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Putuo mall offers husband dens for bored males taken shopping

August 08, 2017 |

It's a familiar scene in malls. Women drag their husbands and boyfriends along on shopping trips, only to have the men grow bored and wish they were somewhere else, anywhere else.

The Global Harbor Mall in Putuo District has come up with a novel idea for this gender disconnect in shopping attitudes. It has installed two “husband storage pods” last month, where women shopaholics can deposit their grousing male companions.

Each of the pods on the B2 floor of the city’s largest downtown mall comes equipped with a TV screen, a keyboard and video games — a man den of sorts.

According to a study commissioned by the UK-based Quidco.com, men, on average, get bored after just 26 minutes being hauled around shops, while women are content to spend two hours or more picking through clothes racks, testing perfume scents or looking at the latest in handbags.

The pods are officially called “private lounges.” Men can go there to play video games, watch TV, listen to music and get away from women asking them, “Do you like this dress?” according to mall media manager Louis Xue.

Although the pods are targeted at men, anyone in the store is welcome to drop in. The getaways come with leather gaming chairs, state of the art monitors, computers and gamepads where users can play vintage games from the 1990s, such as “Tekken” and “Street Fighter.”

“We found in most malls that men cannot stand spending a long time shopping with the ladies,” said Zhao Wei, product manager with Ingrem Tech, the company that created the pod idea. “Sometimes their frustrations are vented in heated arguments. So we came up something for men to do while their women shop.”

So far, over 1,000 people have used the new pods. After a free monthlong trial operation, each pod now charges a user fee of 30 yuan (US$4.50) an hour, but they still attract about 50 people a day, Zhao told Shanghai Daily.

Wu Yueming, who accompanied his girlfriend to the mall, is thrilled with the idea.

“My girlfriend gets angry whenever she sees me glued to my phone while she shops,” he said. “Now, she can shop and I can happily play games away from her critical gaze.”

Some users have complained that the pods are too small and lack air conditioning and proper ventilation. Zhao said the company is developing a second-generation pod with air conditioning and other improvements. The concept will be promoted to more shopping malls in Shanghai and nationwide.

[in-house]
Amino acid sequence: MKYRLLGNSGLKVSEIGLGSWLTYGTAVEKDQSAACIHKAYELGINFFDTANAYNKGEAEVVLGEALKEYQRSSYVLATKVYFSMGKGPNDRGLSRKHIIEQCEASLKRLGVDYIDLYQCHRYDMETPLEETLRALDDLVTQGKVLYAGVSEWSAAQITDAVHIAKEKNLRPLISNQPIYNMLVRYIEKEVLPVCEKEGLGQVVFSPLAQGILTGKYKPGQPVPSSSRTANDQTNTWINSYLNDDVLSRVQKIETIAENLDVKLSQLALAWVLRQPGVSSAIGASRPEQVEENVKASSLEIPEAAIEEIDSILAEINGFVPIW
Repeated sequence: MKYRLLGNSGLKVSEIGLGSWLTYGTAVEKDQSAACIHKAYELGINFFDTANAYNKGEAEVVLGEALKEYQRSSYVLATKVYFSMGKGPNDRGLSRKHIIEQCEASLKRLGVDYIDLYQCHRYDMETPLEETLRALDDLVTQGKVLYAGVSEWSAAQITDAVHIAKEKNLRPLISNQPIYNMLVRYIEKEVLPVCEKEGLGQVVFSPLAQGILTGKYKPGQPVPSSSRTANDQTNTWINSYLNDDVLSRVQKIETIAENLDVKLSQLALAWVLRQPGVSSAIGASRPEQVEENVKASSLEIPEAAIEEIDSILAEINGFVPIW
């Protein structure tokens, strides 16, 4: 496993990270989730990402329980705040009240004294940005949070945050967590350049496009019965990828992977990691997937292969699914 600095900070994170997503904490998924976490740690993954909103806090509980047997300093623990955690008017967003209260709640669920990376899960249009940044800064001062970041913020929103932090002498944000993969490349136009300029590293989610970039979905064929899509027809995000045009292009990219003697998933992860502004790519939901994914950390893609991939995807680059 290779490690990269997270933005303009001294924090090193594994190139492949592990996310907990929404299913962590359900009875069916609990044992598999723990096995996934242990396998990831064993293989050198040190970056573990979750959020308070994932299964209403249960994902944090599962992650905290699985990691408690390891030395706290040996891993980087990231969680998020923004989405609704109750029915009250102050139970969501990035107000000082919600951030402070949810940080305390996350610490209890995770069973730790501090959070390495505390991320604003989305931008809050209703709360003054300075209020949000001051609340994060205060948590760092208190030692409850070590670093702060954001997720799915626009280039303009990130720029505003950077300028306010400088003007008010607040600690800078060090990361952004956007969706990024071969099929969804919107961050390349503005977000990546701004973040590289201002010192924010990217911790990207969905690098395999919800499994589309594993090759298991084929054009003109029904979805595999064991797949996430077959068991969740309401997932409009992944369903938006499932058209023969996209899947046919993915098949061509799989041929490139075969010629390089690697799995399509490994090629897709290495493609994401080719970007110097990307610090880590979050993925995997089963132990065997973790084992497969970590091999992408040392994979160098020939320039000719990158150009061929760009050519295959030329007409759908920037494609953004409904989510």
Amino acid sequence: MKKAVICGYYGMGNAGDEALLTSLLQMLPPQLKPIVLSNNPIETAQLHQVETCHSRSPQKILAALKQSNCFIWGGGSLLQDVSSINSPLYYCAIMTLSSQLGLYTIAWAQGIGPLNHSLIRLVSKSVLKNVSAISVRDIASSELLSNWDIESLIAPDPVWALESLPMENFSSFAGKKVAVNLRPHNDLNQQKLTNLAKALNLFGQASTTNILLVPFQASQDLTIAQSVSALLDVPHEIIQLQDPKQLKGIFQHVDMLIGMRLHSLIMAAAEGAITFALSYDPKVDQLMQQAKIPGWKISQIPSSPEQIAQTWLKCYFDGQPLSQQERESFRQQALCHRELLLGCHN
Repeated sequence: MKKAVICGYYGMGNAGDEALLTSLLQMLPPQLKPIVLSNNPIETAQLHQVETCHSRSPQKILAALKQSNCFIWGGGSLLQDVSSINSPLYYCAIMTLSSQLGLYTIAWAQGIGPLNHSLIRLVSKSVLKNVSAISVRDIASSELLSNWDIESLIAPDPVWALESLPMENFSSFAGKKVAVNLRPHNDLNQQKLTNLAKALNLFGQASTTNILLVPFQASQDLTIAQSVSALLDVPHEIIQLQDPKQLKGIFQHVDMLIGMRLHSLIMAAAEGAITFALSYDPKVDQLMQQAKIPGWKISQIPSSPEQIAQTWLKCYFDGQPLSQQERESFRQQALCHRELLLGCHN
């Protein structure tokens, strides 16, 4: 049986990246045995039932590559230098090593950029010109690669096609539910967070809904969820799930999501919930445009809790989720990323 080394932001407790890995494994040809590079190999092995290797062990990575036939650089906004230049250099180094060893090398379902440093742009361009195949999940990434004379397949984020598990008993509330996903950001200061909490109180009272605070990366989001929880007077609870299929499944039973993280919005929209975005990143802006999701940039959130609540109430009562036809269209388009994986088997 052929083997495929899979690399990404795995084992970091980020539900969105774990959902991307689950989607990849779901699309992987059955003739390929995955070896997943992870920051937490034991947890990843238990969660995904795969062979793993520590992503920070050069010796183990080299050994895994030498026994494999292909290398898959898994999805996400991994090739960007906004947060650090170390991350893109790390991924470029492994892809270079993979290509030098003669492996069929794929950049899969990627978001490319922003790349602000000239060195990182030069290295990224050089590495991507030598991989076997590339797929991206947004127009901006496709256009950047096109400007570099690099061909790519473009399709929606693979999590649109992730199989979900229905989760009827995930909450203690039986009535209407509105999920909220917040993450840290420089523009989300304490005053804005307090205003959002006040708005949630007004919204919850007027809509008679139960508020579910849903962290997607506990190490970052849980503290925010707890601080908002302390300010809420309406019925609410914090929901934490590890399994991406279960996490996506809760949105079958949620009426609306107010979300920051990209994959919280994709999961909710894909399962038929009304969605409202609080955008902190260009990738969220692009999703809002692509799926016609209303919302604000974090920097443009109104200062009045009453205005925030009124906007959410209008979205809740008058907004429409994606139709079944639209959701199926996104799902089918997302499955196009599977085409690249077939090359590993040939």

While men are content to be off by themselves playing video games, their wives and girlfriends frequently complain that it’s no fun shopping alone.

“I like my boyfriend along to carry bags and give me opinions on clothes I want to buy,” said a woman surnamed Tao.

Another woman said she feared her husband might not want to leave the pod when she finished shopping.

The pod idea does raise some concerns, however.

“I worry about the psychology of it,” said Chris Matyszczyk, a commentator with CNET.com. “If your loved one — male or female — doesn’t want to do something, is it wise to drag them along and then lock them up in a sweaty box? Isn’t it better to just leave them at home?”

Another commentator, Anthony Dan, said the whole notion is insulting to men.

“The pods are pretty sexist,” he said. “They reinforce the idea that women boss men around. Are men really so immature and silly that they can’t tell their wives they’d rather not go shopping? Do they need to be put into bubbles to play video games like a toddler?”

A new Vanke Mall in Qibao Town in the Minhang District has created a “husband nursery” room on its third floor, with magazines, newspapers, a TV and a massage chair for men tired of being dragged around stores.

“We have long neglected the needs of male customers, so this room is a place for them to relax and chat with other men in the same situation,” said a manager at the Vanke Mall, who identified himself only as Maxwell. He said drinks, xBox video games and a billiard table will be added to the room.

It’s all part of strategies by shopping malls to offer additional, often novel customer experiences to offset the popularity of online shopping.

“We have to incorporate value-added elements, such as the pods, small libraries, artworks and special decor to give shoppers something they can’t get when shopping online,” Xue said.